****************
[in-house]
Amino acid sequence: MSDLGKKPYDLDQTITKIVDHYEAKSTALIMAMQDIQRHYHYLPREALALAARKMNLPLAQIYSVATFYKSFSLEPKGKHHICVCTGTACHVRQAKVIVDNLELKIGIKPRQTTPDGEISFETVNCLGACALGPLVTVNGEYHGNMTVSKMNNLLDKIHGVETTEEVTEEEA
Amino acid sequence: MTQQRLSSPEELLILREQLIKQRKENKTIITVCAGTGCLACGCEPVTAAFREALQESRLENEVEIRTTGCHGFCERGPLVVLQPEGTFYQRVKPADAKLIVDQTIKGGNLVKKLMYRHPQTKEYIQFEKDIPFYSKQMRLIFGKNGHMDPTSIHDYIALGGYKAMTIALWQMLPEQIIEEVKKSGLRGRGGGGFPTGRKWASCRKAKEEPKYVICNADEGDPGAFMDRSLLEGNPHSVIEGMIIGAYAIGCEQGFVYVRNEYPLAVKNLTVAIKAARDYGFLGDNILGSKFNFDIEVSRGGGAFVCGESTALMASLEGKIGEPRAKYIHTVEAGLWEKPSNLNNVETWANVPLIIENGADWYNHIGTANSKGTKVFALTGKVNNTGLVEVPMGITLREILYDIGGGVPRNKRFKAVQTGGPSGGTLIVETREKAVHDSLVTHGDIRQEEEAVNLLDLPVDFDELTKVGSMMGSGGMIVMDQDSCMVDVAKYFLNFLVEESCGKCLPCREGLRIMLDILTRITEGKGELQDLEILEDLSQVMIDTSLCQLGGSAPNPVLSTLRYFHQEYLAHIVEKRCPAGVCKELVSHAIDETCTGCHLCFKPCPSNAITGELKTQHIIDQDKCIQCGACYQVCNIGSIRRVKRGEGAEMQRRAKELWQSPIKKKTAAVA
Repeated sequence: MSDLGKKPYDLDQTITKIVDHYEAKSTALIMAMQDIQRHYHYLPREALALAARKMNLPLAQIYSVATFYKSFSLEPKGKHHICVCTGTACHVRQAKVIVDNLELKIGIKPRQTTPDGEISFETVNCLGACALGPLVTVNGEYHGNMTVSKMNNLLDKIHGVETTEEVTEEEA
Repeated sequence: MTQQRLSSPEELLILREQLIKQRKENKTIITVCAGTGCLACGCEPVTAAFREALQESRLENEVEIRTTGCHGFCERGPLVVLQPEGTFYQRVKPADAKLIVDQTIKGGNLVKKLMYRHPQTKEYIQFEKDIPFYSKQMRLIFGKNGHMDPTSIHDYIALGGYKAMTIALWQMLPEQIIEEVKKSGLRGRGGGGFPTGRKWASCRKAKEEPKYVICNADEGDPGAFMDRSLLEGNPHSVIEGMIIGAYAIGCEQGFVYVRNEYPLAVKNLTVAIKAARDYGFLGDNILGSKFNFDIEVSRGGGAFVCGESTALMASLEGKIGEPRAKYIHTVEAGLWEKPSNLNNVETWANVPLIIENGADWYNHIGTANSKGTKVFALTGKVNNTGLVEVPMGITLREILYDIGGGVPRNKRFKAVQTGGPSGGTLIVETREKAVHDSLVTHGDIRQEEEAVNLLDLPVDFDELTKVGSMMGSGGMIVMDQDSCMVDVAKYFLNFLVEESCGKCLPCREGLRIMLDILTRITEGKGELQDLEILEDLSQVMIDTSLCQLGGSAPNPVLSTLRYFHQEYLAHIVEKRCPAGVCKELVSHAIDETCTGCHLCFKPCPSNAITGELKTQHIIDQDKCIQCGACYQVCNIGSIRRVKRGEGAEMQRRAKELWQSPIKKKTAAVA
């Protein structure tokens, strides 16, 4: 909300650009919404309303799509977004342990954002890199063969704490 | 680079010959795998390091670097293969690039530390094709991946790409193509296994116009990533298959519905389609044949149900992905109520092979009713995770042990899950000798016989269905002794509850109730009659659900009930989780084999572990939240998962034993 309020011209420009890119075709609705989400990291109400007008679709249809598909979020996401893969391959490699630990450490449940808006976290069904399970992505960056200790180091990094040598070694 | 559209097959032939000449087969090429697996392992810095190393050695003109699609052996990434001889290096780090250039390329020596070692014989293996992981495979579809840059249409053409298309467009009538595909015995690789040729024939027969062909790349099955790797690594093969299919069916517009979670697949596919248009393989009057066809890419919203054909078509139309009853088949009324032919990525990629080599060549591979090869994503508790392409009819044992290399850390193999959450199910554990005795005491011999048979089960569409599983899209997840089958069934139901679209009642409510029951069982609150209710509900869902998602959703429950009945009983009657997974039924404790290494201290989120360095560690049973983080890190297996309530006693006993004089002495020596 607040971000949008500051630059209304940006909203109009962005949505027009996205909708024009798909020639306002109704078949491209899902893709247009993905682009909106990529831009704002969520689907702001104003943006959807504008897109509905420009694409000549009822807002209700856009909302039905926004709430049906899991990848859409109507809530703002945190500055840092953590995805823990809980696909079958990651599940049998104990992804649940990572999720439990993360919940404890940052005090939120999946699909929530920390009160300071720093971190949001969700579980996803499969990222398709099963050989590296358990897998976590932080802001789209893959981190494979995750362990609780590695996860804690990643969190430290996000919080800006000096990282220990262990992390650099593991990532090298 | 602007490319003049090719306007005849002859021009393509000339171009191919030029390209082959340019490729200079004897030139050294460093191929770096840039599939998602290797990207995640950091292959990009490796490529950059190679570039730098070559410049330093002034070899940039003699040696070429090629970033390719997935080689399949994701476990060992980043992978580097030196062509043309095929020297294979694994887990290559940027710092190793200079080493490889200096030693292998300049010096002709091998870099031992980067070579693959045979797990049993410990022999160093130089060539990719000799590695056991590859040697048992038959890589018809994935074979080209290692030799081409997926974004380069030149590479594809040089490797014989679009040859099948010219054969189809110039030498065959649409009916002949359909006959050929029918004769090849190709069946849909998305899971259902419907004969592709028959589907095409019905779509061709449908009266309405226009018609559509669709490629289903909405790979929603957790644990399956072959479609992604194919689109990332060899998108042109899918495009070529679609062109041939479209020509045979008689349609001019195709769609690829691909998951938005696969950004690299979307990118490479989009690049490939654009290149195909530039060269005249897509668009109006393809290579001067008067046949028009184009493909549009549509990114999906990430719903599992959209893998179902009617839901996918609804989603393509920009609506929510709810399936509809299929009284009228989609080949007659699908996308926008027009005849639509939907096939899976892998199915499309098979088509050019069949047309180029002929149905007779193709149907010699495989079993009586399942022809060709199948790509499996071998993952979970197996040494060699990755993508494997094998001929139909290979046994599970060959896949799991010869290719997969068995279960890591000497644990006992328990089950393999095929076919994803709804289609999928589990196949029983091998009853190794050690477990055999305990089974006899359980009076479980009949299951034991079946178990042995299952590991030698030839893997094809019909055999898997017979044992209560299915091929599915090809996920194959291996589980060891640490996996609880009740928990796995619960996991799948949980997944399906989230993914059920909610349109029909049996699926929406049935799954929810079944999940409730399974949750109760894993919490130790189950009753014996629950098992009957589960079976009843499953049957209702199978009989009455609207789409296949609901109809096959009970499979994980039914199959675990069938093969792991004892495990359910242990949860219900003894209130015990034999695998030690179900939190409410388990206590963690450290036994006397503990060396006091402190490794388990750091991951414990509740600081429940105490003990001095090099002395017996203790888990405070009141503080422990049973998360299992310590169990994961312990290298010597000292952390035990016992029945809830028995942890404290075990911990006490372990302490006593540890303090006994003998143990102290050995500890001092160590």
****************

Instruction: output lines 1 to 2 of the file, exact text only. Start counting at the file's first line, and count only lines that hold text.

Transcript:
[in-house]
Amino acid sequence: MSDLGKKPYDLDQTITKIVDHYEAKSTALIMAMQDIQRHYHYLPREALALAARKMNLPLAQIYSVATFYKSFSLEPKGKHHICVCTGTACHVRQAKVIVDNLELKIGIKPRQTTPDGEISFETVNCLGACALGPLVTVNGEYHGNMTVSKMNNLLDKIHGVETTEEVTEEEA